Musicians all over the world face the same problems: How do you make a great note? Can you play together and in tune? But the timbre of their different instruments I find really wonderful. The balaban, which is a very rich, double-reed clarinet sound, it’s so beautiful. And the sounds we hear around us invite us to create new sounds on our instruments. Hopefully, some of that is happening with them, as well. You feel like your vocabulary is getting larger.
I gather that the songs on Rainbow and that you’ll be doing here with the Qasimovs are chosen from Alim’s favorites.
We fashioned a set of them that felt right for us. Some are love songs from Azari films, but what they’ve done is to add the tradition of [modal, classical] mugam to those songs. My impression is that everyone in Azerbaijan knows these songs, but they don’t know the connection to mugam, so it’s pushing the music into another area.
Will we find out that Azeri [Azerbaijani] music isn’t just one thing?
Exactly. There are elements of Turkish music, relationships to Iranian and even Indian music, so there’s a real sense of the depth of the tradition. Plus some of the melodies are clearly love songs.
Has “Getme, Getme” [translated as “Don’t Leave, Don’t Leave”] become something of a hit, since its appearance on the two albums?
The way Alim and Fargana sing all the songs is so beautiful, but there’s something about that one that just gets me every time.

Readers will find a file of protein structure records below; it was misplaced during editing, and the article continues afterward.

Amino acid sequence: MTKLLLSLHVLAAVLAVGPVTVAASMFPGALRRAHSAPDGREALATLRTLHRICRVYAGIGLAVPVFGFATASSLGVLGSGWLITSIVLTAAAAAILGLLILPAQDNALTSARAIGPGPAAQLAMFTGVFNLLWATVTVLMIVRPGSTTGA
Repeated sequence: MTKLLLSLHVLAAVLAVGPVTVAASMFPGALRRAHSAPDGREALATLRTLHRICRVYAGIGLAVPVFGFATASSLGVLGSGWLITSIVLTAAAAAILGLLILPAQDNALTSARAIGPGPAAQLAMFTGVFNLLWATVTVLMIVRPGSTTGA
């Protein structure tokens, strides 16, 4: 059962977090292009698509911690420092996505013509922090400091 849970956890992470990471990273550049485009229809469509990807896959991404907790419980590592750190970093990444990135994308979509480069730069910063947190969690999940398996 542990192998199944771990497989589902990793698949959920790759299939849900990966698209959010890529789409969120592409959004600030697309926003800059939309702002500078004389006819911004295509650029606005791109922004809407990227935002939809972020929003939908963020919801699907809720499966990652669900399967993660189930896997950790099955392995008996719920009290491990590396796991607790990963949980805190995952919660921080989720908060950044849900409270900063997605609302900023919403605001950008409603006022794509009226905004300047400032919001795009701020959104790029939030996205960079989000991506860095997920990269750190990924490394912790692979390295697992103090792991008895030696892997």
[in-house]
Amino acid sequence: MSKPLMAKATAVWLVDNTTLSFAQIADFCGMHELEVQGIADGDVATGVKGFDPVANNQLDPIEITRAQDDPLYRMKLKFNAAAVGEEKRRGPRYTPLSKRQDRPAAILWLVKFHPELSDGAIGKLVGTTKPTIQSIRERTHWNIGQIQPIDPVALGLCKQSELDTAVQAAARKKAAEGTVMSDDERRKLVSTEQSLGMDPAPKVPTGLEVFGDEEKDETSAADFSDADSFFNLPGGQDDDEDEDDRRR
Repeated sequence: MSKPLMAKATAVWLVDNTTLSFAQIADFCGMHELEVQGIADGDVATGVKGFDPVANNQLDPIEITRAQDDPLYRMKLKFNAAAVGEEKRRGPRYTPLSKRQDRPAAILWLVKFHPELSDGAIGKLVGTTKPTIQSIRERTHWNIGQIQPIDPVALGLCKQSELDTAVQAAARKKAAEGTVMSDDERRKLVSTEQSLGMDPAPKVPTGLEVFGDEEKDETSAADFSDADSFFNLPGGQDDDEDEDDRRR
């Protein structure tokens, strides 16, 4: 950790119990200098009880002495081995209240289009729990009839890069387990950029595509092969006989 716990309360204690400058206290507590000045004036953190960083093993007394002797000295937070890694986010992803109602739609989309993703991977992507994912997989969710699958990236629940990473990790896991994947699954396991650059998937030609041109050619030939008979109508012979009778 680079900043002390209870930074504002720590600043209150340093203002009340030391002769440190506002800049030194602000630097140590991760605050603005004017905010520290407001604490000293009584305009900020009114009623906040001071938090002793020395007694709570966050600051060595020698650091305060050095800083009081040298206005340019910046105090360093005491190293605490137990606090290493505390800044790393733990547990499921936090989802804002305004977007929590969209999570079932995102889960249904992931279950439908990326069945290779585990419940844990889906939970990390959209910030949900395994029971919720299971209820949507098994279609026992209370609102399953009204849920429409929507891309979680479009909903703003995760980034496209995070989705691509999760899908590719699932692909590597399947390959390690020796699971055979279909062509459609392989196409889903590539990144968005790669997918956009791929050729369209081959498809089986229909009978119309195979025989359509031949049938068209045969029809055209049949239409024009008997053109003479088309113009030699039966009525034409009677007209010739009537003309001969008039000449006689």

Have you picked up much about the structure and history of Azeri music?
A certain amount you pick up just being around it. I’m sure there are things we’re intuiting now that we never thought we’d have any knowledge of. Also, there’s a certain amount of improvisation that we do occasionally.
When the Qasimovs sing “Getme, Getme,” it “gets you” even if you don’t know Azeri.
Tell me how that works with the Qasimov Ensemble.
For example, there’s a beautiful [vocal] solo in “Getme, Getme” that Fargana has, and I’m improvising my line beneath her. It’s different every time. Sometimes I start with what is on the page, but it always moves off that. Everybody in Kronos has certain moments like that, where we might be playing a drone note, but then adding other elements at the same time. Sometimes it’s almost conversational with the other members of Alim’s ensemble.
Do you have a sense of your impact on the Qasimov Ensemble?